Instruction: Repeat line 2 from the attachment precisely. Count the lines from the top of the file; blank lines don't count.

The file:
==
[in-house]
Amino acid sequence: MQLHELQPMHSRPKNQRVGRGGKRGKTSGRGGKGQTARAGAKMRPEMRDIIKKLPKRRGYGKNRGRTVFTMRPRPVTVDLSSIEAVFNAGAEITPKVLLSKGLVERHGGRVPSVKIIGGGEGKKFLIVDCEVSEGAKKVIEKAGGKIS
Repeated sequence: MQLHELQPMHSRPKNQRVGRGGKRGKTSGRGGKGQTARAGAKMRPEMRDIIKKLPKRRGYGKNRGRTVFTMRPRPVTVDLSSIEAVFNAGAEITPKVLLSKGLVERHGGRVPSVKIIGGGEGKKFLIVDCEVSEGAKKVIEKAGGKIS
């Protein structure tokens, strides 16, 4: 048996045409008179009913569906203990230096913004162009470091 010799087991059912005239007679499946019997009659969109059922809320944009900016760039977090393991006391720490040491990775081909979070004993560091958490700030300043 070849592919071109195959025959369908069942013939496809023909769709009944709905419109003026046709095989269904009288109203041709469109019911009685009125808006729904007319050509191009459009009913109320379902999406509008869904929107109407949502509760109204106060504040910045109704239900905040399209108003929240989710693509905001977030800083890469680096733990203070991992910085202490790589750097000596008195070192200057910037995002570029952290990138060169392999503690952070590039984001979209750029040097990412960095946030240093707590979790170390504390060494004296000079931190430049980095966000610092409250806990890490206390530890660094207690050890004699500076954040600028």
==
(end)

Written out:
Amino acid sequence: MQLHELQPMHSRPKNQRVGRGGKRGKTSGRGGKGQTARAGAKMRPEMRDIIKKLPKRRGYGKNRGRTVFTMRPRPVTVDLSSIEAVFNAGAEITPKVLLSKGLVERHGGRVPSVKIIGGGEGKKFLIVDCEVSEGAKKVIEKAGGKIS